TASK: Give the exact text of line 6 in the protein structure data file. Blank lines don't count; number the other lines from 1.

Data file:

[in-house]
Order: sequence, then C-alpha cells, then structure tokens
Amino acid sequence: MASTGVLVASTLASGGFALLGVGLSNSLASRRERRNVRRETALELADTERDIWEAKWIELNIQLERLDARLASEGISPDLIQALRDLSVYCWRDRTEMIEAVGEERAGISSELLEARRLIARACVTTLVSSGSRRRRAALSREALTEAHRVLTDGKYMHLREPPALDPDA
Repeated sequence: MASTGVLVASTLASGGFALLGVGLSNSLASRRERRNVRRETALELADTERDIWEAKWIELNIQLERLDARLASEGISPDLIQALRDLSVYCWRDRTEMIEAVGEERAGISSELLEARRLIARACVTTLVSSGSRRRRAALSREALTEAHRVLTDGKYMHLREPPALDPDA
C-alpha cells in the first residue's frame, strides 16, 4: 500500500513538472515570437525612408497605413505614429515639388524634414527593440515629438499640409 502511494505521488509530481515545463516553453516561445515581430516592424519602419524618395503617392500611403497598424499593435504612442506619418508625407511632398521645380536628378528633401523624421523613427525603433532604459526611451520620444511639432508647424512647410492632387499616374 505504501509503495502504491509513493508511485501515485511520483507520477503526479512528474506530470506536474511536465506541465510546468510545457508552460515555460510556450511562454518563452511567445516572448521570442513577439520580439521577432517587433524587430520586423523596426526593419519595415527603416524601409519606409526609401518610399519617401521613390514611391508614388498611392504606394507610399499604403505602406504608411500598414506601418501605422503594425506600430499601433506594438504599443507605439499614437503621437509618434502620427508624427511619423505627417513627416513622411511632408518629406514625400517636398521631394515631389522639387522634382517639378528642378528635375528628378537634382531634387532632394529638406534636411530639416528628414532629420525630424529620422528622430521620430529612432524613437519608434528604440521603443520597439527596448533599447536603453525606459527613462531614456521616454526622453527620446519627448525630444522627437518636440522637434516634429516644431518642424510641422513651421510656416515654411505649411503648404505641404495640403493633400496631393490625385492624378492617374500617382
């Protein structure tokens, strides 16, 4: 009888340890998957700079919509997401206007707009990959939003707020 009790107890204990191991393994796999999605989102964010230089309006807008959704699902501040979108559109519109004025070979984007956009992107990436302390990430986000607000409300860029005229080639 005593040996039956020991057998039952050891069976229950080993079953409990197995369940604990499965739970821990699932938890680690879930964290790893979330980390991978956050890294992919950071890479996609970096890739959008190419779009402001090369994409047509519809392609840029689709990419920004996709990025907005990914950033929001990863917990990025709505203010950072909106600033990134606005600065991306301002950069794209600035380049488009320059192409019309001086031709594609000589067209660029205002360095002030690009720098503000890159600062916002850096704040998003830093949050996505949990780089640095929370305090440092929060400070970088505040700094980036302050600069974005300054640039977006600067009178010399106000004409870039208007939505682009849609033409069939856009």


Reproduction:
């Protein structure tokens, strides 16, 4: 009888340890998957700079919509997401206007707009990959939003707020 009790107890204990191991393994796999999605989102964010230089309006807008959704699902501040979108559109519109004025070979984007956009992107990436302390990430986000607000409300860029005229080639 005593040996039956020991057998039952050891069976229950080993079953409990197995369940604990499965739970821990699932938890680690879930964290790893979330980390991978956050890294992919950071890479996609970096890739959008190419779009402001090369994409047509519809392609840029689709990419920004996709990025907005990914950033929001990863917990990025709505203010950072909106600033990134606005600065991306301002950069794209600035380049488009320059192409019309001086031709594609000589067209660029205002360095002030690009720098503000890159600062916002850096704040998003830093949050996505949990780089640095929370305090440092929060400070970088505040700094980036302050600069974005300054640039977006600067009178010399106000004409870039208007939505682009849609033409069939856009």